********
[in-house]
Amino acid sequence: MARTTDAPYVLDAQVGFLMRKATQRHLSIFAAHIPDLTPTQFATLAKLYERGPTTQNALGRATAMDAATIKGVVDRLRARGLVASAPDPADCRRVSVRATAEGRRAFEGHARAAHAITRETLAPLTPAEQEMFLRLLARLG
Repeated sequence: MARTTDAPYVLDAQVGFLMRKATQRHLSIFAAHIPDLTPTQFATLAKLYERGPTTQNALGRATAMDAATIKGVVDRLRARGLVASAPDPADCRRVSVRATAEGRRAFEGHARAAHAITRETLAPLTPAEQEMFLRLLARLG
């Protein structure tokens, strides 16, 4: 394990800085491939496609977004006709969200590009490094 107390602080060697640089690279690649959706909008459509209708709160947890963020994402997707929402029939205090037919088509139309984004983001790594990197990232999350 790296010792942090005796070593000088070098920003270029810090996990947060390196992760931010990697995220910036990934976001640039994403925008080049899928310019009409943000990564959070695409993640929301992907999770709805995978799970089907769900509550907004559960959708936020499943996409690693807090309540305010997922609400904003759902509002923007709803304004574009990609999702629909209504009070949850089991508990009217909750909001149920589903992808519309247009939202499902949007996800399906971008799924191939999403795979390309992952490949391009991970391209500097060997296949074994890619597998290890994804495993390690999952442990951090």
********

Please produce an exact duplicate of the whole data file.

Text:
[in-house]
Amino acid sequence: MARTTDAPYVLDAQVGFLMRKATQRHLSIFAAHIPDLTPTQFATLAKLYERGPTTQNALGRATAMDAATIKGVVDRLRARGLVASAPDPADCRRVSVRATAEGRRAFEGHARAAHAITRETLAPLTPAEQEMFLRLLARLG
Repeated sequence: MARTTDAPYVLDAQVGFLMRKATQRHLSIFAAHIPDLTPTQFATLAKLYERGPTTQNALGRATAMDAATIKGVVDRLRARGLVASAPDPADCRRVSVRATAEGRRAFEGHARAAHAITRETLAPLTPAEQEMFLRLLARLG
């Protein structure tokens, strides 16, 4: 394990800085491939496609977004006709969200590009490094 107390602080060697640089690279690649959706909008459509209708709160947890963020994402997707929402029939205090037919088509139309984004983001790594990197990232999350 790296010792942090005796070593000088070098920003270029810090996990947060390196992760931010990697995220910036990934976001640039994403925008080049899928310019009409943000990564959070695409993640929301992907999770709805995978799970089907769900509550907004559960959708936020499943996409690693807090309540305010997922609400904003759902509002923007709803304004574009990609999702629909209504009070949850089991508990009217909750909001149920589903992808519309247009939202499902949007996800399906971008799924191939999403795979390309992952490949391009991970391209500097060997296949074994890619597998290890994804495993390690999952442990951090």